Happy Winter Solstice! In the Northern Hemisphere, on this day we experience the fewest hours of sunlight in the year. What better way to celebrate the “shortest day” than with an award-winning Nocturne Painting?! (Meanwhile, down south, our Southern Hemisphere-ers are enjoying the day with the most hours of sunshine!)
Christine Debrosky captured the Best Nocturne Prize in October’s PleinAir Salon with this painting:
Let’s hear what Christine has to say about the inspiration for this winning nocturne.
“The Southwestern rainy season; late summer is marked by very dramatic clouds, skies, and sometimes brief turbulent thunderstorms. We live on a hill and I can see storms that are over 20 miles away. That’s particularly exciting and inspiring at night.
Very often, I will have my sketchbook, and make note of the light, bright spots. Most of the time, I sit and observe the subtle colour shifts, the nature of the lightning, and the inner electric glow in the massive cloud formations.
I lay in big dark masses with broad strokes. It was important to know where the house twinkles were going to go, so the pastel was applied lightly in this area near the bottom.
I used some dark iridescent pigment in some of the upper cloud areas and also in the cloud layer where the lightning originated from. The rainy area was applied with a bluer pastel, in small feathery strokes. The small house lights and the faint stars high up above were carefully placed last. House lights and stars are not white…they have some colour. The main thing was to keep the values close enough and dark enough without going too dark.
This piece was painted mostly from memory, with just some sketch notes. It was difficult to get things down in just the way that I observed them.”
I asked Christine if she had another nocturne or two to share with us. Oh yes!! And here they are.
This one was also created from long observation and memory in the studio. I went out one moonlit night up on my roof deck and just watched the clouds drifting and parting across the full moon’s face. My plein air work in painting clouds really helped on this one. A magical time!
I did this plein air painting while we had some wildfire activity in our area. I took my pastels out at dusk and started working while I could still make out the major shapes. The colour of the rising moon was a fiery red from the smoke. Fortunately, the flames were not close.
This painting was done from a quick sketch while observing the view from my patio one night. The next morning, I painted mostly from my study of what I saw and from memory. I find it very difficult to go out with pastels when it is fully dark, as I prefer not to use artificial illumination. I would have no idea what I was reaching for!”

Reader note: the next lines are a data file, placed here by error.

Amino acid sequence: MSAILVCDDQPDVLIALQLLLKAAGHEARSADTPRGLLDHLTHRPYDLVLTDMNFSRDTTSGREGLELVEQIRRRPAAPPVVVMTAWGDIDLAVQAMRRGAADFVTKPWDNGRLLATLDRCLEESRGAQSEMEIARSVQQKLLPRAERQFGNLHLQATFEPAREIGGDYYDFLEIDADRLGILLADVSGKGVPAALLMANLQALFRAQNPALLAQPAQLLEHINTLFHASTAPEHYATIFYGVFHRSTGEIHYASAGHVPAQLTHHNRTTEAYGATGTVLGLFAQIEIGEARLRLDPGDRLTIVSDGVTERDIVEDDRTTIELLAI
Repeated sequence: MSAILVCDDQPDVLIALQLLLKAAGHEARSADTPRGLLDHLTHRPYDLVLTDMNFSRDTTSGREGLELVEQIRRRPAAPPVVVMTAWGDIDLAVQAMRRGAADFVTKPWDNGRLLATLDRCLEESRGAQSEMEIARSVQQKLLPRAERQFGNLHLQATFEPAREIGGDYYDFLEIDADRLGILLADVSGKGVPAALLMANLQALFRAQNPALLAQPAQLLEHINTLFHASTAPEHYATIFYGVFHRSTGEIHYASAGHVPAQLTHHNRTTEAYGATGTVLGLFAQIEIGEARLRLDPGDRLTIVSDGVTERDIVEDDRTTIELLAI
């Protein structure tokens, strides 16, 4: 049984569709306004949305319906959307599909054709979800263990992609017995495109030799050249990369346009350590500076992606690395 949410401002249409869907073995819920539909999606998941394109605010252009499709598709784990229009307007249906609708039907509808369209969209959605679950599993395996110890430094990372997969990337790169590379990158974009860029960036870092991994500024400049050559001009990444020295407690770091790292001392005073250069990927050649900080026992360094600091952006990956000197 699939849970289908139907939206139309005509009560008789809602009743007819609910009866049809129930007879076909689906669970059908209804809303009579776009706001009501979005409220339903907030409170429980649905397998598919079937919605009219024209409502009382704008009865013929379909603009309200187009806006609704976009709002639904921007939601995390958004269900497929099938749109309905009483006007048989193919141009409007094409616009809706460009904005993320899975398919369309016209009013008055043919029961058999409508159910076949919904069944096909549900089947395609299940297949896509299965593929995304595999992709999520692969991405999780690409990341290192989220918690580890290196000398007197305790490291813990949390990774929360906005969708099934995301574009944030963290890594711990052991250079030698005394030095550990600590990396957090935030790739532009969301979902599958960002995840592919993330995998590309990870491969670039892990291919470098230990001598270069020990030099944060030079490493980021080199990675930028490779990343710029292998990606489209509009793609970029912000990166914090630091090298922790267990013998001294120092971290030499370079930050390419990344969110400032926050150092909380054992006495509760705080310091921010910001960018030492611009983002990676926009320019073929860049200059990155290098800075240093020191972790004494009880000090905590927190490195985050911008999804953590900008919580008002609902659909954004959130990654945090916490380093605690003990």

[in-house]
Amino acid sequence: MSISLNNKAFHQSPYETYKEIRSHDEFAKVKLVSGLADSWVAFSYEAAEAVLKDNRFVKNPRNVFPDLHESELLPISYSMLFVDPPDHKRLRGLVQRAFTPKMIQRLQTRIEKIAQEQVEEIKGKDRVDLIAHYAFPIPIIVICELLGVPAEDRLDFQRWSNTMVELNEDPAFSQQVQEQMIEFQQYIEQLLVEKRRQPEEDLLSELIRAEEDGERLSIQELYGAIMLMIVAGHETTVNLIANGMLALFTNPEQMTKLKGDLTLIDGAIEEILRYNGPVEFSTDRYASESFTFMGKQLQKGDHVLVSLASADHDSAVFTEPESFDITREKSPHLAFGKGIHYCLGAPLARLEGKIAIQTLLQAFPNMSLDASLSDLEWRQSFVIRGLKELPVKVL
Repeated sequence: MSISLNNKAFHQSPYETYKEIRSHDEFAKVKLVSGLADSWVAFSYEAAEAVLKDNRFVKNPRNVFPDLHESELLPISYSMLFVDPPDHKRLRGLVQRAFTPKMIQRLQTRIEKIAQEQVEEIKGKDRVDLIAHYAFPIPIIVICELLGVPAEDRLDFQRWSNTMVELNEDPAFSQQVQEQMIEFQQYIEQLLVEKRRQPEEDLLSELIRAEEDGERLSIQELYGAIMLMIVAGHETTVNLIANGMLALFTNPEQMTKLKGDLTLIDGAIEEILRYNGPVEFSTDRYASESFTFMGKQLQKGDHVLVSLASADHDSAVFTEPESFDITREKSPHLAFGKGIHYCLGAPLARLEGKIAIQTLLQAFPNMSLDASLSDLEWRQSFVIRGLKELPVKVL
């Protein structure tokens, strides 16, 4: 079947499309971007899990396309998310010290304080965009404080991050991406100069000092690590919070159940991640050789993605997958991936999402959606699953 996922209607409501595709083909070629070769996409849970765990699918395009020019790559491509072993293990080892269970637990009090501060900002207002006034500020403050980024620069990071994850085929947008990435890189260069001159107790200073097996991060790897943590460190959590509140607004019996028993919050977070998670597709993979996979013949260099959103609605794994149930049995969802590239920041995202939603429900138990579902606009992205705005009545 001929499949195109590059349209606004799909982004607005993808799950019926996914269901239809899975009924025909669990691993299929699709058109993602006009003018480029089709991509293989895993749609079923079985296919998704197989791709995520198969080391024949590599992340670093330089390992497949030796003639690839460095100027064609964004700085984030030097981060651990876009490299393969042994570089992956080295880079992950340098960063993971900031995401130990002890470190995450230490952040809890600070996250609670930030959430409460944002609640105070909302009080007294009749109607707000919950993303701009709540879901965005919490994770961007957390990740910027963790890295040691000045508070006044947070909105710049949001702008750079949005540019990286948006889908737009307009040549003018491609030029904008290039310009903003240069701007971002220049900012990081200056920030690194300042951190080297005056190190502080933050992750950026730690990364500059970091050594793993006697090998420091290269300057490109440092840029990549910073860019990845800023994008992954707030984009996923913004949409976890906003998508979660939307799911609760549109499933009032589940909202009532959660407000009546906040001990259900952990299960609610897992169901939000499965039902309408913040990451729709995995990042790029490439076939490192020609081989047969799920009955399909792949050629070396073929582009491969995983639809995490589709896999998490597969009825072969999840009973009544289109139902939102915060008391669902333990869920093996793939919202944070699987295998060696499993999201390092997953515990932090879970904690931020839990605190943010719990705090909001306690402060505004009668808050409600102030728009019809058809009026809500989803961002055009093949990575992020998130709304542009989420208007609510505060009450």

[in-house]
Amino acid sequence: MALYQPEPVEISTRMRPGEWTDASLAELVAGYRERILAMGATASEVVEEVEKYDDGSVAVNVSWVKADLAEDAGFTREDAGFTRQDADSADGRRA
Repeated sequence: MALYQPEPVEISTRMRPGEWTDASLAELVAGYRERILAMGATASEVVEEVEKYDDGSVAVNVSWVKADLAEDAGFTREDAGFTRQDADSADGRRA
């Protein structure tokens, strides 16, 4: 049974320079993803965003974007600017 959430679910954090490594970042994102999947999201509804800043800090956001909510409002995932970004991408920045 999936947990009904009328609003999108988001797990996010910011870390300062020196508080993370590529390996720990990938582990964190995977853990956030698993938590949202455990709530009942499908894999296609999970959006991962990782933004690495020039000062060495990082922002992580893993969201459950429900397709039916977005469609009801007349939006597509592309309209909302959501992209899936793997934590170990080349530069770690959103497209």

I asked Christine if she had anything else to say about her nocturne paintings.
“ My nocturnes are about being still and watching and dreaming.“
Speaking of Nocturne Painting Awards…
Aaron Schuerr, who won the Best Plein Air Pastel in October’s Plein Air Salon, also took home an Honourable Mention for his nocturne painting, Laguna Lights.
“I have an easel lamp, so I can paint long into the night. I had initially intended to start on an oil painting, but realized I had left my palette at my last painting location, so I grabbed my pastel setup and got to work.
It took two nights to finish this one – probably six hours or so. Laguna Beach at night is magical. City lights glow on the water and give shape to the hills. The hardest part of painting a nocturne on location is you really don’t know what you’ve got till you see it in daylight.
I was tempted to clean it up before framing it, but I decided I liked the rough energy of the pastel strokes, so I left it alone. The best part of painting Laguna Lights was that I had the company of other artists each night, and we laughed a lot. There’s something ridiculous about painting by easel lamp. It takes a certain kind of crazy to try. Maybe it’s just that we are punch-drunk from painting such long days! This painting is available at Huse Skelly Gallery in Balboa Island, CA.”
You could have a winning painting in the next PleinAir Salon! You still have time to enter before the end of the year. There are sooooo many categories to choose from – have a look at them all HERE!
Thanks to our two winners for their beautiful nocturne paintings on this Winter Solstice! And yay, that means lighter days are coming! (Well for us Northerners anyway….)
And that’s it for this time!